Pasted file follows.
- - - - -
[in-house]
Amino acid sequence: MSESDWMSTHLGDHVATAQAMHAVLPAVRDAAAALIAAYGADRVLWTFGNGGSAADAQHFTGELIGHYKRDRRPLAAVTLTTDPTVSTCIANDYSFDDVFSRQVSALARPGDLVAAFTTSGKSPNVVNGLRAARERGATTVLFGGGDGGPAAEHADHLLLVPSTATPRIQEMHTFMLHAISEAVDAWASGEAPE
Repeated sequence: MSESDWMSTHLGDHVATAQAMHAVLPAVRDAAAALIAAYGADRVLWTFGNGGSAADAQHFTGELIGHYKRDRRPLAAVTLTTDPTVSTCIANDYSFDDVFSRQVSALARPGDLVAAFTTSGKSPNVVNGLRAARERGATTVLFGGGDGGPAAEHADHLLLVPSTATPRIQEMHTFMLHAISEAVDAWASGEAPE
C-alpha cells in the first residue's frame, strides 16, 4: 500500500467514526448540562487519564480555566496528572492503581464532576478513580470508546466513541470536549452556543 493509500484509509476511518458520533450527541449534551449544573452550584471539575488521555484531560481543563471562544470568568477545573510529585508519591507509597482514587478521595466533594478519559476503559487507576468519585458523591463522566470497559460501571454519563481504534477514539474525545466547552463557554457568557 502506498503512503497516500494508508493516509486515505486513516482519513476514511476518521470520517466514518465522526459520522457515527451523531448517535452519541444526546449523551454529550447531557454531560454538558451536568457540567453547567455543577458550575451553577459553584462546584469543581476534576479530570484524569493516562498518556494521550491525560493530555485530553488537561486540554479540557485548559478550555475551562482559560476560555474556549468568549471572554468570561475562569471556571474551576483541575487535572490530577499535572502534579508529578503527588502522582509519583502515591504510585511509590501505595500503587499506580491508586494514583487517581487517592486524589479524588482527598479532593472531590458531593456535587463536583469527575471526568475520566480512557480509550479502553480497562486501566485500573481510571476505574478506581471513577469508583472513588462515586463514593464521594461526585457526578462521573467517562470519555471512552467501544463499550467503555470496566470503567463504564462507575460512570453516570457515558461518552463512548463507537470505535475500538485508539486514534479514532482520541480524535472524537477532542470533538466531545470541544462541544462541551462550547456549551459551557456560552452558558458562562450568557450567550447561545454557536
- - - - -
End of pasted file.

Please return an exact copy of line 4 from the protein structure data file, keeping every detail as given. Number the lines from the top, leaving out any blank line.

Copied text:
C-alpha cells in the first residue's frame, strides 16, 4: 500500500467514526448540562487519564480555566496528572492503581464532576478513580470508546466513541470536549452556543 493509500484509509476511518458520533450527541449534551449544573452550584471539575488521555484531560481543563471562544470568568477545573510529585508519591507509597482514587478521595466533594478519559476503559487507576468519585458523591463522566470497559460501571454519563481504534477514539474525545466547552463557554457568557 502506498503512503497516500494508508493516509486515505486513516482519513476514511476518521470520517466514518465522526459520522457515527451523531448517535452519541444526546449523551454529550447531557454531560454538558451536568457540567453547567455543577458550575451553577459553584462546584469543581476534576479530570484524569493516562498518556494521550491525560493530555485530553488537561486540554479540557485548559478550555475551562482559560476560555474556549468568549471572554468570561475562569471556571474551576483541575487535572490530577499535572502534579508529578503527588502522582509519583502515591504510585511509590501505595500503587499506580491508586494514583487517581487517592486524589479524588482527598479532593472531590458531593456535587463536583469527575471526568475520566480512557480509550479502553480497562486501566485500573481510571476505574478506581471513577469508583472513588462515586463514593464521594461526585457526578462521573467517562470519555471512552467501544463499550467503555470496566470503567463504564462507575460512570453516570457515558461518552463512548463507537470505535475500538485508539486514534479514532482520541480524535472524537477532542470533538466531545470541544462541544462541551462550547456549551459551557456560552452558558458562562450568557450567550447561545454557536